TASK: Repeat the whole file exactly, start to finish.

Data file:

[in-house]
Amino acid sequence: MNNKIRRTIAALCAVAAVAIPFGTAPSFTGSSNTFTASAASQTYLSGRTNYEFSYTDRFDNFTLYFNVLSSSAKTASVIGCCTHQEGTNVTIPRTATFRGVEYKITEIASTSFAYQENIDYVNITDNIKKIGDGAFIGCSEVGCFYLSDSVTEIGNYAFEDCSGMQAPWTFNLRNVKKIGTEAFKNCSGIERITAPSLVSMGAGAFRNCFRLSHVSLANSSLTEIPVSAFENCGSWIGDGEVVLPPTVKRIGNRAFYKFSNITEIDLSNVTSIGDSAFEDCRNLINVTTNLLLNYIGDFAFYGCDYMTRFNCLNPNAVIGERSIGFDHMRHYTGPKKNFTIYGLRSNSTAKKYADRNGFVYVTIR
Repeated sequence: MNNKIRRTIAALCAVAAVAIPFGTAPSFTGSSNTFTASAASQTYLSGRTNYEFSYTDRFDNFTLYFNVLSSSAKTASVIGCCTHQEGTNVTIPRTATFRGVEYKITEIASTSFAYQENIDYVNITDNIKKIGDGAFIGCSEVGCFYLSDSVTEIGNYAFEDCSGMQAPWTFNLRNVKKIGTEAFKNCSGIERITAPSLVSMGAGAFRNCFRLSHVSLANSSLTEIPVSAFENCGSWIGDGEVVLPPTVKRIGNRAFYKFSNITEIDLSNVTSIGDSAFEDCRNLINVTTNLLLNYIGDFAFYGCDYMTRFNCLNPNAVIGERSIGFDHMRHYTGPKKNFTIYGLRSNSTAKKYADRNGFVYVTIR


[in-house]
Amino acid sequence: MNNKIRRTIAALCAVAAVAIPFGTAPSFTGSSNTFTASAASQTYLSGRTNYEFSYTDRFDNFTLYFNVLSSSAKTASVIGCCTHQEGTNVTIPRTATFRGVEYKITEIASTSFAYQENIDYVNITDNIKKIGDGAFIGCSEVGCFYLSDSVTEIGNYAFEDCSGMQAPWTFNLRNVKKIGTEAFKNCSGIERITAPSLVSMGAGAFRNCFRLSHVSLANSSLTEIPVSAFENCGSWIGDGEVVLPPTVKRIGNRAFYKFSNITEIDLSNVTSIGDSAFEDCRNLINVTTNLLLNYIGDFAFYGCDYMTRFNCLNPNAVIGERSIGFDHMRHYTGPKKNFTIYGLRSNSTAKKYADRNGFVYVTIR
Repeated sequence: MNNKIRRTIAALCAVAAVAIPFGTAPSFTGSSNTFTASAASQTYLSGRTNYEFSYTDRFDNFTLYFNVLSSSAKTASVIGCCTHQEGTNVTIPRTATFRGVEYKITEIASTSFAYQENIDYVNITDNIKKIGDGAFIGCSEVGCFYLSDSVTEIGNYAFEDCSGMQAPWTFNLRNVKKIGTEAFKNCSGIERITAPSLVSMGAGAFRNCFRLSHVSLANSSLTEIPVSAFENCGSWIGDGEVVLPPTVKRIGNRAFYKFSNITEIDLSNVTSIGDSAFEDCRNLINVTTNLLLNYIGDFAFYGCDYMTRFNCLNPNAVIGERSIGFDHMRHYTGPKKNFTIYGLRSNSTAKKYADRNGFVYVTIR